|Directed by||David Green|
|Produced by||Norma Heyman|
|Written by||Colin Shindler|
|Music by||Anne Dudley|
|Editing by||Lesley Walker|
|Studio||The Movie Group
|Distributed by||Hemdale Film Corporation|
|Release dates||November 23, 1988|
|Running time||102 minutes|
|Box office||$540,000 (domestic)|
Buster is a 1988 British comedy-drama crime film based on characters and events from the Great Train Robbery (1963). It stars musician Phil Collins, Julie Walters, Larry Lamb and Sheila Hancock. The soundtrack featured two Phil Collins singles which eventually topped the Billboard 100 singles chart.
Buster Edwards (Phil Collins) is a petty criminal from the East End of 1960s London. His long-suffering wife June (Julie Walters) thinks of him as a loveable rogue and cannot believe it when she learns of his involvement in the Great Train Robbery.
For several months after the robbery, Buster and June are in hiding with their young daughter Nicky (Ellie Beaven) until they are turned in to the police by a suspicious neighbour. Buster flees to Acapulco where he is met by fellow Great Train Robber Bruce Reynolds (Larry Lamb) and his girlfriend Franny Reynolds (Stephanie Lawrence) who are also on the run and living it up in the sun with the profits of their crime.
June and Nicky arrive despite the disapproval of her mother (Sheila Hancock) and although Nicky seems to love her new life in the sun, June is immediately not keen on their new way of life, resolving to return to England, despite knowing that if Buster is to return with them, then this will mean imprisonment for him.
Buster remains in Acapulco for some time after June leaves, until realising (while celebrating England's 1966 World Cup triumph) that despite his having money and the sun, it means nothing if he doesn't have his family, and he returns to England to accept his punishment.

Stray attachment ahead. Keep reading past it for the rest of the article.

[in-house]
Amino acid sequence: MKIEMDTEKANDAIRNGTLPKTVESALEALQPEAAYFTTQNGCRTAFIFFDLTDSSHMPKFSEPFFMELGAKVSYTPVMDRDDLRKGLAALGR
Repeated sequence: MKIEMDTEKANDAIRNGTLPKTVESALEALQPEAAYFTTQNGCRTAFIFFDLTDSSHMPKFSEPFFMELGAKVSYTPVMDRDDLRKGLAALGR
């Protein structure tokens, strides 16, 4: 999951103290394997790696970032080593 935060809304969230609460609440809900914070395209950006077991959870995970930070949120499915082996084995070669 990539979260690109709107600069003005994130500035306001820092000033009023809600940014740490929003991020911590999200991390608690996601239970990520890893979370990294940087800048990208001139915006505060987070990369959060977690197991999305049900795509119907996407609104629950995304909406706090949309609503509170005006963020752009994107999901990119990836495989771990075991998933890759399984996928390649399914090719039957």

The film closes, twelve years after Buster's release from jail, seemingly content and running a flower stall near Waterloo Bridge on the Thames.
A stage production of Buster was produced between 2000 - 2004 at various locations across the UK starring (amongst others) Ray Quinn in the main cast. The production was an adaptation by Kieran Woodbury of the original screenplay penned by Colin Shindler.
- Phil Collins as Buster Edwards
- Julie Walters as June Edwards
- Larry Lamb as Bruce Reynolds
- Stephanie Lawrence as Franny Reynolds
- Ellie Beaven as Nicky Edwards
- Ralph Brown as Ronald Biggs
- Christopher Ellison as George
- Sheila Hancock as Mrs. Rothery
- Martin Jarvis as Inspector Jack Mitchell
- Anthony Quayle as Sir James McDowell
Several Phil Collins singles were released from the soundtrack, including "A Groovy Kind of Love" and "Two Hearts", which reached #1 and #6 on the UK Singles Chart, respectively. Both songs were Number One singles in the US. Phil Collins also co-wrote "Loco in Acapulco", performed by The Four Tops for the soundtrack. "Two Hearts" received an Academy Award nomination for Best Original Song, a Grammy Award for Best Song Written Specifically for a Motion Picture or Television and a Golden Globe Award for Best Original Song, tying with "Let the River Run" from Working Girl by Carly Simon.
The opening sequence was filmed in Broadway Market, Hackney. The robbery scenes were filmed on the Great Central Railway, using British Rail Class 40, D306, as a stand-in for D326 which was actually involved. Some scenes were filmed in Page Street, Westminster, London.